B) The Respondent has no rights or legitimate interests in the domain name; and C) The domain was registered and used in bad faith

A number of arguments were put forward to demonstrate why the Respondent had no rights in the domain name and that the registration was both confusing to consumers and made in bad faith, including:

  1. Questions over the veracity of the reviews posted on the site;
  2. The nature of the disclaimer being small, insignificant and unnoticeable; and
  3. The use of a privacy service to register the disputed domain name.

The Panel's decision only dealt with one of these arguments, that relating to the veracity of the reviews.  Eleven reviews were present on the website attached to the disputed domain name, of which five only appeared after a cease and desist letter was sent to the registrant. Interestingly, all five of these reviews supposedly pre-dated the letter of demand, which the Panel regarded as "extremely suspicious".

To show the registration of a domain name is made in "good faith", WIPO Panels require "evidence that the domain name is actually being used for the genuine airing of grievances or at least demonstrable preparation for such use." The Respondent had no explanation for the belated appearance of the “reviews” dated before the letter of demand was sent, resulting in the Panel finding that De Beers had demonstrated a prima facie case that the reviews were not genuine and the website to which the disputed domain name resolved was not being used in good faith for legitimate non-commercial or fair use purposes.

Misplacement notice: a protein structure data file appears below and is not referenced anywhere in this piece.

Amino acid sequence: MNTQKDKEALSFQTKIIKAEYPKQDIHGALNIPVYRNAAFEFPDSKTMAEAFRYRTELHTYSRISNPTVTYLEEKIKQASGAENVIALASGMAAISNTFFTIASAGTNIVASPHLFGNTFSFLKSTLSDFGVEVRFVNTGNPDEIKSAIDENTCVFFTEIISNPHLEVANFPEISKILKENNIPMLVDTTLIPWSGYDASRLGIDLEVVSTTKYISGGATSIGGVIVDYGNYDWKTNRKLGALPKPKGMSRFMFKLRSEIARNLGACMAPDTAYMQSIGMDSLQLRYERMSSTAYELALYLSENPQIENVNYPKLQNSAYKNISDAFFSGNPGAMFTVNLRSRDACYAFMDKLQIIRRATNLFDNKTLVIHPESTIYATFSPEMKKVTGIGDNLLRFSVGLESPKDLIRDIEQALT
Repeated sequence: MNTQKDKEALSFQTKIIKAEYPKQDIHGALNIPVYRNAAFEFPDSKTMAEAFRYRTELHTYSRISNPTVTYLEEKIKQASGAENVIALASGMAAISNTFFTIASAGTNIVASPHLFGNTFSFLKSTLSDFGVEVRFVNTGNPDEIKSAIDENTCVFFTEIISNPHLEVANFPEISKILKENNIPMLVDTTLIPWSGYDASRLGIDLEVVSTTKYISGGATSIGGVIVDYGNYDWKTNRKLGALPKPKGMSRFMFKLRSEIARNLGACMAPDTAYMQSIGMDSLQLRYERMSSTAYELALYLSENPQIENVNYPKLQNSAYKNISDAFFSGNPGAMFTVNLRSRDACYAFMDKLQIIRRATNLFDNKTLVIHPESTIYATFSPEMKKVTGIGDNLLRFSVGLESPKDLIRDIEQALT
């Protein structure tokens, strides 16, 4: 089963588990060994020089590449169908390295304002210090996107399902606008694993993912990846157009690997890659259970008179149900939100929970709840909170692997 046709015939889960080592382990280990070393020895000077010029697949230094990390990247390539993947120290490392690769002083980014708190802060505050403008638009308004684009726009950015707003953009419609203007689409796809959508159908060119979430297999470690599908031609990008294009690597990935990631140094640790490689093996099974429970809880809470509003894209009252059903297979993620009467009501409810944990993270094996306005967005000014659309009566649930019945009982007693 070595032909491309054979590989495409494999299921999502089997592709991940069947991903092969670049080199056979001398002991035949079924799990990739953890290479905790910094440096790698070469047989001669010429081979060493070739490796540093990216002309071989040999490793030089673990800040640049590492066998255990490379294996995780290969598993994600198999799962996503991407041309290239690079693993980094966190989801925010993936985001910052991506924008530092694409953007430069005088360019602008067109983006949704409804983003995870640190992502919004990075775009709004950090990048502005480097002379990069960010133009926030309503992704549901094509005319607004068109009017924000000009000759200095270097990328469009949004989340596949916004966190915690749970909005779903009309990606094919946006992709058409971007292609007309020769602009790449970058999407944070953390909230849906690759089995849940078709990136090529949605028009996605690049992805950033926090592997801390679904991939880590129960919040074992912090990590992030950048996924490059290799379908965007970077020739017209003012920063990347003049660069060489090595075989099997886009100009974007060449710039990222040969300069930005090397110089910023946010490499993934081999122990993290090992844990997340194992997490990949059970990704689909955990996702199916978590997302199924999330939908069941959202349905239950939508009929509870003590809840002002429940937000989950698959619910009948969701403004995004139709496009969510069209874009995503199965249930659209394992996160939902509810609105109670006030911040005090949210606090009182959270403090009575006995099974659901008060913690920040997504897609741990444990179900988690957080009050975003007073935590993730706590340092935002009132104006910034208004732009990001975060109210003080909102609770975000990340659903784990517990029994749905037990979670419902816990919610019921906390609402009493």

The Panel therefore ruled in De Beers' favour and deemed it unnecessary to address the other arguments advanced.


New gTLDs are still in their relative infancy and so it is as yet unclear what importance they will play in the online world.  However, given that Google has recently spent over $25 million to buy the .app registry, it seems likely that sites with new gTLDs will begin to receive more and more prominence in search engine results. The ultimate fear for brand owners is that sites featuring their brands in conjunction with unsavoury content begin to appear next to brand owners' own websites in search results.

The decision is relatively narrow because the Panel accepted De Beers'  arguments relating to the legitimacy of the reviews on the website, and did not need to address the other arguments raised in the complaint which would have been of more general applicability. It is encouraging for brand owners though, and confirms the cost-effective nature of the UDRP complaints process as a means of controlling brand reputation in the online world.

Melinda Willis (Legal Advisor, Anglo American plc speaking on behalf of the De Beers Group of Companies) said, “De Beers is very pleased with the outcome of this first decision in relation to a .feedback gTLD registration. As a leader in the luxury sector, De Beers has made huge investments over a number of generations to grow the value of its brands. As any misuse of our IP could seriously undermine our brand equity, De Beers takes the protection of its IP very seriously. This includes adapting our brand protection and enforcement strategies to the ever-changing online world including, in this case, the new gTLD regime .”